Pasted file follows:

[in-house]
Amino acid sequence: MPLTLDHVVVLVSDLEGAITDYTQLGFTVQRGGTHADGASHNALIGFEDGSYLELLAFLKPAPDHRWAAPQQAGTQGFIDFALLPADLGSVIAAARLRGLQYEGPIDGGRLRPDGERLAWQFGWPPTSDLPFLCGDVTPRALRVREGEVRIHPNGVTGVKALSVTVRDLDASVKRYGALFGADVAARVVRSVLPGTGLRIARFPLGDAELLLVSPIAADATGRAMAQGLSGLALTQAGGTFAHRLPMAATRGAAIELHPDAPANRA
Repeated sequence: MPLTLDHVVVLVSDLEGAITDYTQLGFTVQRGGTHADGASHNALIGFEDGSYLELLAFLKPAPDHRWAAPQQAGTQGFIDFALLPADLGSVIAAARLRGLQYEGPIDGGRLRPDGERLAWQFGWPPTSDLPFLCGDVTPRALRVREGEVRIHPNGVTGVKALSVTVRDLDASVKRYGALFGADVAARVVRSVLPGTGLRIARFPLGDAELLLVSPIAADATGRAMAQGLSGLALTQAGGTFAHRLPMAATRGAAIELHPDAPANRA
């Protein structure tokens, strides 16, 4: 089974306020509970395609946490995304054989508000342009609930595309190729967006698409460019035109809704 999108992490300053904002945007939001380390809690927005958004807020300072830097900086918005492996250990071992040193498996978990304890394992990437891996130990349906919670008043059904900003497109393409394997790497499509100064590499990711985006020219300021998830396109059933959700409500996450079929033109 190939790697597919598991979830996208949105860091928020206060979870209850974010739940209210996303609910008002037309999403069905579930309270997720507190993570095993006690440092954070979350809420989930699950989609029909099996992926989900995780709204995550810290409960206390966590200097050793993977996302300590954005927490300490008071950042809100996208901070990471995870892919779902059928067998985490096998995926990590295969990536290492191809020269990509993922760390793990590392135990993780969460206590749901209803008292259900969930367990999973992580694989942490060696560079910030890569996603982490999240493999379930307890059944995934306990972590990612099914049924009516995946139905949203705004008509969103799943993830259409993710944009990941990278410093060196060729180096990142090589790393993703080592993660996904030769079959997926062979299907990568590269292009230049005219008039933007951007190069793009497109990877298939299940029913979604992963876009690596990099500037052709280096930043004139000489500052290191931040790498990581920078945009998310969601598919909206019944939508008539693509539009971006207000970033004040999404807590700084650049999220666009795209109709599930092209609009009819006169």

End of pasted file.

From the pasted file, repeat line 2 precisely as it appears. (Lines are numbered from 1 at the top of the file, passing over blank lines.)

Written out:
Amino acid sequence: MPLTLDHVVVLVSDLEGAITDYTQLGFTVQRGGTHADGASHNALIGFEDGSYLELLAFLKPAPDHRWAAPQQAGTQGFIDFALLPADLGSVIAAARLRGLQYEGPIDGGRLRPDGERLAWQFGWPPTSDLPFLCGDVTPRALRVREGEVRIHPNGVTGVKALSVTVRDLDASVKRYGALFGADVAARVVRSVLPGTGLRIARFPLGDAELLLVSPIAADATGRAMAQGLSGLALTQAGGTFAHRLPMAATRGAAIELHPDAPANRA